Recent commons scholarship indicates increasing engagement between the institutional approach of the Bloomington School and other critical theoretical approaches. Indeed, the early focus on small-scale, relatively isolated commons has given way to the study of more complex, larger-scale, and globalized commons (Cox 2014). In these, the role of power in shaping governance institutions (and vice versa) is often undeniable. As a result, today’s commons scholars examine issues ranging from how local collective action confronts the economic interests of powerful corporate agro-food industry actors (Tschopp et al. 2018) to the power of scalar discourses assembled by the international conservation community to constrain resource users’ autonomy in designing institutions (Gruby and Basurto 2013). The aim of this paper is to contribute a basic organizational scaffolding in this rapidly developing body of scholarship bringing Bloomington School-inspired studies of collective action and governance into conversation with diverse approaches to power.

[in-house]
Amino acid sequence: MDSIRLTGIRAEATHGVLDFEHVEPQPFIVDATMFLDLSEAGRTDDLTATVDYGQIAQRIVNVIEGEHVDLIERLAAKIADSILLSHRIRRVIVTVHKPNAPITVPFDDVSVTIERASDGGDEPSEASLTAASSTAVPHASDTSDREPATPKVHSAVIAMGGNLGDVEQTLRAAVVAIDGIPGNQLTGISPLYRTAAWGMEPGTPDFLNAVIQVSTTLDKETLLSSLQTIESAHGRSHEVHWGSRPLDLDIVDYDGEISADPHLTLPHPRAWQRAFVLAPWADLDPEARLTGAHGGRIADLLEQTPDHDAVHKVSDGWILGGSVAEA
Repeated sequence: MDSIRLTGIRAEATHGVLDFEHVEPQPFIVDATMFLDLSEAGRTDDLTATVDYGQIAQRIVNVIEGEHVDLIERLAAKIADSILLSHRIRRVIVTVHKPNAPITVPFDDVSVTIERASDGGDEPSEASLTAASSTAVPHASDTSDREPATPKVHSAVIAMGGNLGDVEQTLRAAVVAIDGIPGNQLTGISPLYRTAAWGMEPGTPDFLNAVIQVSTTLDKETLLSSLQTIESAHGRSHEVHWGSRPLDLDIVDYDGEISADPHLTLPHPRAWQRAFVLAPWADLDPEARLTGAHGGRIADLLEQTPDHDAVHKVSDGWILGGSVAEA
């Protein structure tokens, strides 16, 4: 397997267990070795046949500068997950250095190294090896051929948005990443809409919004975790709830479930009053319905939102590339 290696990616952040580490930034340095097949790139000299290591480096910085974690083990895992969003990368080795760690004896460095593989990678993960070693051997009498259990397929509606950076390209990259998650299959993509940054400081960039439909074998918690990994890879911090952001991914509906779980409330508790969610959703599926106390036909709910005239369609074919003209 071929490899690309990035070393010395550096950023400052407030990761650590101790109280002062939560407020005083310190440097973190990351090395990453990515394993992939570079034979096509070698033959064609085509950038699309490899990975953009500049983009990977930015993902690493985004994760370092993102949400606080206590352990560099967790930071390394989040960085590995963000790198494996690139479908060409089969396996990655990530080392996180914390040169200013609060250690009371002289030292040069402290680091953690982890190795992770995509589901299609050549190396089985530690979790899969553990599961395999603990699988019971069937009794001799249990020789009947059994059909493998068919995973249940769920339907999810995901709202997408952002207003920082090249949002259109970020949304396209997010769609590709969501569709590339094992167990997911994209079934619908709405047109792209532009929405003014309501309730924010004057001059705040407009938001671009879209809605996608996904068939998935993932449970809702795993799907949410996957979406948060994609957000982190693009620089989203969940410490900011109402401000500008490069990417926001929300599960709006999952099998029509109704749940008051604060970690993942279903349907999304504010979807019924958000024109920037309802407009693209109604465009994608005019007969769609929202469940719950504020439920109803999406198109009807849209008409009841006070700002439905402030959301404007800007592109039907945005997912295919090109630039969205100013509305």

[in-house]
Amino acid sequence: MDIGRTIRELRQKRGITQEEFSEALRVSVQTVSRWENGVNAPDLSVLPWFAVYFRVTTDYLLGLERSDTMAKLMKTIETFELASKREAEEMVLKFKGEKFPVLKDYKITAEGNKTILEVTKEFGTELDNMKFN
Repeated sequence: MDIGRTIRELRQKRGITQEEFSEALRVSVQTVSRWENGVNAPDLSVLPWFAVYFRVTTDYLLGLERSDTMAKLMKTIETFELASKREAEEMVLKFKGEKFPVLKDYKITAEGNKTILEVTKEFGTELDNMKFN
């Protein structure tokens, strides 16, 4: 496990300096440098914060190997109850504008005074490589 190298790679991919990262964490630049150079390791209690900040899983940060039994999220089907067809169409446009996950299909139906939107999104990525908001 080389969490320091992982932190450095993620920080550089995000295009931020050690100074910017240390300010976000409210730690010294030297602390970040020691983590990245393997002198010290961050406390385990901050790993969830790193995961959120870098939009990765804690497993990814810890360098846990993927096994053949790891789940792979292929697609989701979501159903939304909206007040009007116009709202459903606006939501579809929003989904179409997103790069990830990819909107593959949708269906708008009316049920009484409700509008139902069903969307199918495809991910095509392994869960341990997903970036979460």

Despite focusing on the Bloomington School of institutional analysis, it is important to acknowledge that other institutional approaches have engaged more extensively with power. For example, historical institutionalism has long-emphasized the role of power asymmetries in institutional change and has studied how institutional processes operate alongside other factors such as ideas and narratives to shape political outcomes (Hall and Taylor 1996). Critical institutionalism also deals with power from a multiplicity of perspectives, ranging from material and non-material forms of influence to less visible processes of meaning- and value-formation (Cleaver and de Konig 2015). However, these approaches have a tendency to focus on large-scale structures and processes that unfold over an extended period of time, often neglecting the smaller-scale structures and processes that underlie collective action and self-governance of the commons. The commitment of the present paper, meanwhile, is to understand the relationships between power and institutions in a way that is compatible with well-established theories of collective action and self-governance. To clarify, engagement with Bloomington School institutionalism does not necessarily imply the exclusion of other institutionalisms. For example, Forsberg (2018) draws on critical institutionalism to frame the need to incorporate power alongside Ostrom’s (1990) institutional design principles. Again, the aim of the present paper is to provide a tool that can be used to gather and organize institutionalist scholarship that draws upon diverse theories of power. Through this, we seek to enhance analyses of key overarching theoretical questions that have been and remain central to commons scholarship: How do collective action and environmental governance emerge, evolve and persist?